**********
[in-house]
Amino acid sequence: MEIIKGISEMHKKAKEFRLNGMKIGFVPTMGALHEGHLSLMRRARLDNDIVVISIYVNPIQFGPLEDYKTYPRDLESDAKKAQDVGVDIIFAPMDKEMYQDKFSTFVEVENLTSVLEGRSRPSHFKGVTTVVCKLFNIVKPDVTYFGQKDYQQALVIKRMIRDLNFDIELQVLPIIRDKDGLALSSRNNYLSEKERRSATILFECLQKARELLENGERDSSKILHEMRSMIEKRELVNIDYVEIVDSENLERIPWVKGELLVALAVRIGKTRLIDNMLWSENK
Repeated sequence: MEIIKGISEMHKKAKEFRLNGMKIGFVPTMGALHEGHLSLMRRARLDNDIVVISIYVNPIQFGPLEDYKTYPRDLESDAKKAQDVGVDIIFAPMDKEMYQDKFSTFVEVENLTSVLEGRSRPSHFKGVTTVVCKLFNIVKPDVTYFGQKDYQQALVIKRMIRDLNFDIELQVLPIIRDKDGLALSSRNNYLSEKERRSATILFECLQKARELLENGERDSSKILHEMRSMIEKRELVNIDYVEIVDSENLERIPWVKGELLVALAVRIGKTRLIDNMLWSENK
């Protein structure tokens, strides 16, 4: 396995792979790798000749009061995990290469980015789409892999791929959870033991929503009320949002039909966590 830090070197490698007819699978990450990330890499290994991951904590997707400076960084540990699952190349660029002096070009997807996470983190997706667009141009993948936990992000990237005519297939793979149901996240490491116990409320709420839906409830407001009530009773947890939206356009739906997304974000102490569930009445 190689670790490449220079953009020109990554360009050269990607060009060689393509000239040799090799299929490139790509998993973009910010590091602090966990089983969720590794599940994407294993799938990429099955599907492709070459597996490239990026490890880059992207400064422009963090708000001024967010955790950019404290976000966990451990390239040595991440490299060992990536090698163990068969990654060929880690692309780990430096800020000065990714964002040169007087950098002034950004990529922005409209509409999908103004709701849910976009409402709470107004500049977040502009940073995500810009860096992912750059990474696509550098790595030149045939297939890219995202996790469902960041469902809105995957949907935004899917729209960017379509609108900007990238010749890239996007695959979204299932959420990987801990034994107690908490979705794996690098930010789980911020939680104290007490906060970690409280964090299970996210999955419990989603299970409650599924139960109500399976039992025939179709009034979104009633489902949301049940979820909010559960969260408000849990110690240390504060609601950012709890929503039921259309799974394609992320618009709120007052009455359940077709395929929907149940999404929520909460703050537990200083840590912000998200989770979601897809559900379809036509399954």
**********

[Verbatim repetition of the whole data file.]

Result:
[in-house]
Amino acid sequence: MEIIKGISEMHKKAKEFRLNGMKIGFVPTMGALHEGHLSLMRRARLDNDIVVISIYVNPIQFGPLEDYKTYPRDLESDAKKAQDVGVDIIFAPMDKEMYQDKFSTFVEVENLTSVLEGRSRPSHFKGVTTVVCKLFNIVKPDVTYFGQKDYQQALVIKRMIRDLNFDIELQVLPIIRDKDGLALSSRNNYLSEKERRSATILFECLQKARELLENGERDSSKILHEMRSMIEKRELVNIDYVEIVDSENLERIPWVKGELLVALAVRIGKTRLIDNMLWSENK
Repeated sequence: MEIIKGISEMHKKAKEFRLNGMKIGFVPTMGALHEGHLSLMRRARLDNDIVVISIYVNPIQFGPLEDYKTYPRDLESDAKKAQDVGVDIIFAPMDKEMYQDKFSTFVEVENLTSVLEGRSRPSHFKGVTTVVCKLFNIVKPDVTYFGQKDYQQALVIKRMIRDLNFDIELQVLPIIRDKDGLALSSRNNYLSEKERRSATILFECLQKARELLENGERDSSKILHEMRSMIEKRELVNIDYVEIVDSENLERIPWVKGELLVALAVRIGKTRLIDNMLWSENK
């Protein structure tokens, strides 16, 4: 396995792979790798000749009061995990290469980015789409892999791929959870033991929503009320949002039909966590 830090070197490698007819699978990450990330890499290994991951904590997707400076960084540990699952190349660029002096070009997807996470983190997706667009141009993948936990992000990237005519297939793979149901996240490491116990409320709420839906409830407001009530009773947890939206356009739906997304974000102490569930009445 190689670790490449220079953009020109990554360009050269990607060009060689393509000239040799090799299929490139790509998993973009910010590091602090966990089983969720590794599940994407294993799938990429099955599907492709070459597996490239990026490890880059992207400064422009963090708000001024967010955790950019404290976000966990451990390239040595991440490299060992990536090698163990068969990654060929880690692309780990430096800020000065990714964002040169007087950098002034950004990529922005409209509409999908103004709701849910976009409402709470107004500049977040502009940073995500810009860096992912750059990474696509550098790595030149045939297939890219995202996790469902960041469902809105995957949907935004899917729209960017379509609108900007990238010749890239996007695959979204299932959420990987801990034994107690908490979705794996690098930010789980911020939680104290007490906060970690409280964090299970996210999955419990989603299970409650599924139960109500399976039992025939179709009034979104009633489902949301049940979820909010559960969260408000849990110690240390504060609601950012709890929503039921259309799974394609992320618009709120007052009455359940077709395929929907149940999404929520909460703050537990200083840590912000998200989770979601897809559900379809036509399954």